Nothing reveals the utter ephemeral futility of economic endeavours than the tulip mania that provoked passion, fortunes, and ultimately ruin in the Netherlands during the 1630s. Reckoned by some historians to be the first example of a financial boom and bust, the dour Calvinist denizens of the Low Countries were gripped by the trade of tulip bulbs, with some modestly sized bulbs being worth the price of a large house and many times the annual salaries of tradesmen. This enthralling -and sobering- story is related with a great deal of sympathy by Mike Dash in Tulipomania: The Story of the World’s Most Coveted Flower and the Extraordinary Passions it Aroused. The most prized variety of all was the Semper Augustus, so named because it was a fetching shade of crimson, the imperial colour. Mottled flowers were the most valuable during the tulip boom, and this one was the rarest and most sought after. In a very fitting twist, botanists later discovered that the mottled flowers were actually the result of a virus strain affecting the bulbs. This is a delicious metaphor for what made and broke people was, in fact, a freak of nature, an abnormality, an aberration.
The term bubble began to be applied to such episodes of economic boom and bust following the collapse of the South Sea Company in 1720, a business whose stock rose tenfold during the year of the collapse, then suddenly crashed ruining many of the great and good of British society. A law was enacted that was called the Bubble Act, the idea that artificial inflation would rise to the point where it would burst, leaving behind embers and fragments. Satirists such as Hogarth (in the coloured engraving below) had a field day mocking the greed of those who had invested for a quick profit but found themselves penniless after the insider trading and fraudulent practices resulted, inevitably, in a quick deflation. As subsequent history has shown, we have learnt little from tulip crazes or get-rich-quick schemes.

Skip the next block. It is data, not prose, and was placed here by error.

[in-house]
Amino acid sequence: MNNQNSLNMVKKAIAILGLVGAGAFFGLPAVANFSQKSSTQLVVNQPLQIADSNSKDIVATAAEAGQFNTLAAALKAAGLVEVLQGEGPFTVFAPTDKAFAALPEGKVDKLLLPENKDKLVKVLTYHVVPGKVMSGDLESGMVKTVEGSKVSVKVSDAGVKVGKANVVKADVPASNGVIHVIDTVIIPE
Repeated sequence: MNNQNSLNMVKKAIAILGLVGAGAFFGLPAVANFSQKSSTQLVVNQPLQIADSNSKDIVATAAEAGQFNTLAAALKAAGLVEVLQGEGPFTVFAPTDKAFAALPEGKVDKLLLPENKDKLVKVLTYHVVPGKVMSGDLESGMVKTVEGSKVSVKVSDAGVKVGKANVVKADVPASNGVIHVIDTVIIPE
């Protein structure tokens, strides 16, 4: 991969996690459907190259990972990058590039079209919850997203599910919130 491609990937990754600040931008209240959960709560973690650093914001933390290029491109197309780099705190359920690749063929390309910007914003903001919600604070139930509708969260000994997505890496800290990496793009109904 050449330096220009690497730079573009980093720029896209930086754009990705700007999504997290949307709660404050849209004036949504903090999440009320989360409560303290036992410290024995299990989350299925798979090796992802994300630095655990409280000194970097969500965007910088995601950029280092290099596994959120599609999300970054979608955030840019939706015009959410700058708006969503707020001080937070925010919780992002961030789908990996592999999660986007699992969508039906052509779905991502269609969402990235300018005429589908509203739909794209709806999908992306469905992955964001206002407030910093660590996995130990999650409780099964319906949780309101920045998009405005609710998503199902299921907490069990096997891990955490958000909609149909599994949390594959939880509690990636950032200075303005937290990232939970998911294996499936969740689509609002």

While bubbles now possess negative connotations as a result of the South Sea Bubble, and we can see this in phrases such as bursting your bubble, it has nonetheless retained some of its positive allure. Someone might have a bubbly personality. We crack open a bottle of bubbly to celebrate an occasion (or simply to imbibe . . .), and then there is the inimitable sound of a bubbling brook. I am convinced that part of the negative appropriation of the word bubble is related to its sound. Many unpleasant terms begin with the letter B: break, bastard (and a host of other swear words), bitter, burden, and the list goes on. There is something about this B consonance that immediately triggers a cerebral negative-thought reaction. I prefer to view bubble as an effervescent, lively word, denoting life, energy, and fun. I associate it with that moment at which, when making porridge, that the oats start to have noisy and attention-seeking bubbles appearing on their surface, indicating that it is not far from being ready.
Today’s cufflinks definitely evoke bubbles and they are a large pair of 2.2 x 2 cm with a slightly curved rectangular shape. I find these quirky dimensions very pleasing. They are made out of sterling silver with some wonderful oxidization that adds much to this item of jewellery. The maker’s mark is GS, a Danish silversmith called Kaj V. G. A. Sællstrøm who worked out of Copenhagen from 1952 to 1988, and these cufflinks have the distinct flavour of the 1970s about them. Some things might come and go, but the beauty of silver is one constant I am grateful for.